Negotiating better redundancy pay
Negotiating better redundancy pay is often the first thing on your mind, especially whereby you feel singled out unfairly for redundancy and therefore the standard redundancy package if not a fair outcome. If you are being made redundant and you’re wondering how to negotiate a better redundancy package, then the most important thing to focus on is the way that your employer selected you, especially if it was underhand or somehow just doesn’t seem right.
A lot of redundancies are carried out incorrectly by management, and if you can identify the errors, then that will be the key to negotiating a better redundancy package. Unfortunately, a lot of the redundancy processes we see today are in fact fake or sham redundancies, whereby your employer decides in advance who they want to select, and then builds a seemingly objective redundancy selection process which happens to select you (when the whole time it was a foregone conclusion). In this country it is supposed to be the role itself which is identified as being redundant first, and then the employee is identified after, but all too often managers will select those people who, perhaps for personal reasons, they would like to see made redundant.
A lot of redundancy packages will take into account the element of doubt about the process, and will offer an enhanced amount, over and above the statutory minimum. So if you employer is offering you a big redundancy package then it will obviously be harder to negotiate a better payout. Even if successful in an employment tribunal claim, you might not get more than say 6 months’pay, or even less if you find another job quickly (tribunals only award compensation in redundancy cases for the amount of time actually out of a job).
Once you’ve identified the weaknesses in your redundancy process, then you can go about leveraging them to negotiate a better payment. This should be done on a ‘without prejudice’ basis, which means a special, off the record way of writing or speaking to your employer. At the same time, you should be running an ‘open’ position whereby you attend all the consultations and go through the appeals process, flagging up where you think they have gone wrong.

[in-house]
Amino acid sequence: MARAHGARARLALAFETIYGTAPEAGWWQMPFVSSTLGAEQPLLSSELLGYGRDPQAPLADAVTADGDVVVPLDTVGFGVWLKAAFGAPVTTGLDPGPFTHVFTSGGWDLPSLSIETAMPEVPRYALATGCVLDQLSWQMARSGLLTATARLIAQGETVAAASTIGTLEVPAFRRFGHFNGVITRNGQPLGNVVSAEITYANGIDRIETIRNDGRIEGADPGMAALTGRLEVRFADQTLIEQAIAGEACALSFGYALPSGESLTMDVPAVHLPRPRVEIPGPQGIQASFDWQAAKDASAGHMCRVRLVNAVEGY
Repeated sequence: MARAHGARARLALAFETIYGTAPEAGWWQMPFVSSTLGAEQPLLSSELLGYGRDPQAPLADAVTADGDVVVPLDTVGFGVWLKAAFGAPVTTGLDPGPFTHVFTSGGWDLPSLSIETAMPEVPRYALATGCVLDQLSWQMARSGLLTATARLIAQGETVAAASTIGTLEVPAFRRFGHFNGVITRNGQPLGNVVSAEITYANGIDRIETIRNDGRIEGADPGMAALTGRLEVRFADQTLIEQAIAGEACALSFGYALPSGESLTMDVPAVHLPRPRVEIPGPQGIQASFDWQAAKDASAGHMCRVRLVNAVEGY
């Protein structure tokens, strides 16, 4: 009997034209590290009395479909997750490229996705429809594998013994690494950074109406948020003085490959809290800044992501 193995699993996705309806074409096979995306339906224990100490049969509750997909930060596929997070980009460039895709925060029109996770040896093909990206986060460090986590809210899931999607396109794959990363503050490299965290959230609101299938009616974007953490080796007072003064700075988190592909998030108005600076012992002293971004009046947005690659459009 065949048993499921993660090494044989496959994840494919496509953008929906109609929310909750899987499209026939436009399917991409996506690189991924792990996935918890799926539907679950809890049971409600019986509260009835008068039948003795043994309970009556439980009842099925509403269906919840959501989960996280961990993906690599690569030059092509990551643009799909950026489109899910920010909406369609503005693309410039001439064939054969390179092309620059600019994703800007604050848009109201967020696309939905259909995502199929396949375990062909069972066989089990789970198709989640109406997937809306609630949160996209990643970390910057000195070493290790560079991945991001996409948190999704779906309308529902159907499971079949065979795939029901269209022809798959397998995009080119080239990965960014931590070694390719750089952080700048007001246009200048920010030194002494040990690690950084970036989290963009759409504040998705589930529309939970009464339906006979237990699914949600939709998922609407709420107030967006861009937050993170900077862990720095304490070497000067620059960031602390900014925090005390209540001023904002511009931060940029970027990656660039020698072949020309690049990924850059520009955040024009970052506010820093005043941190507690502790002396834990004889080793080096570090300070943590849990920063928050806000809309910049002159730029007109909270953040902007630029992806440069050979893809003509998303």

Ask for disclosure of documents, especially scoring criteria. Demand to know who rated you against the criteria and why, and ask to see any evidence which the managers referred to, such as absence records or disciplinary records. You should also ask to see the scores of the other employees in your redundancy pool. By this stage your employer may start to get nervous and offer you an increased package.
It goes without saying that if you instruct lawyers to represent you then you will invariably have a higher chance at negotiating better redundancy pay. This is partly because lawyers will know what to say, and partly because your employer will take you more seriously just because you have instructed lawyers at all.
Feel free to contact us to discuss whether we can represent you. Our fee structure and the steps involved can be found here. We would normally have an initial telephone call with you, and you can arrange an appointment online here. This is without obligation and does not cost you anything. This can also be requested by calling us on 0800 533 5134 or 020 7717 5259 or emailing us at email@example.com.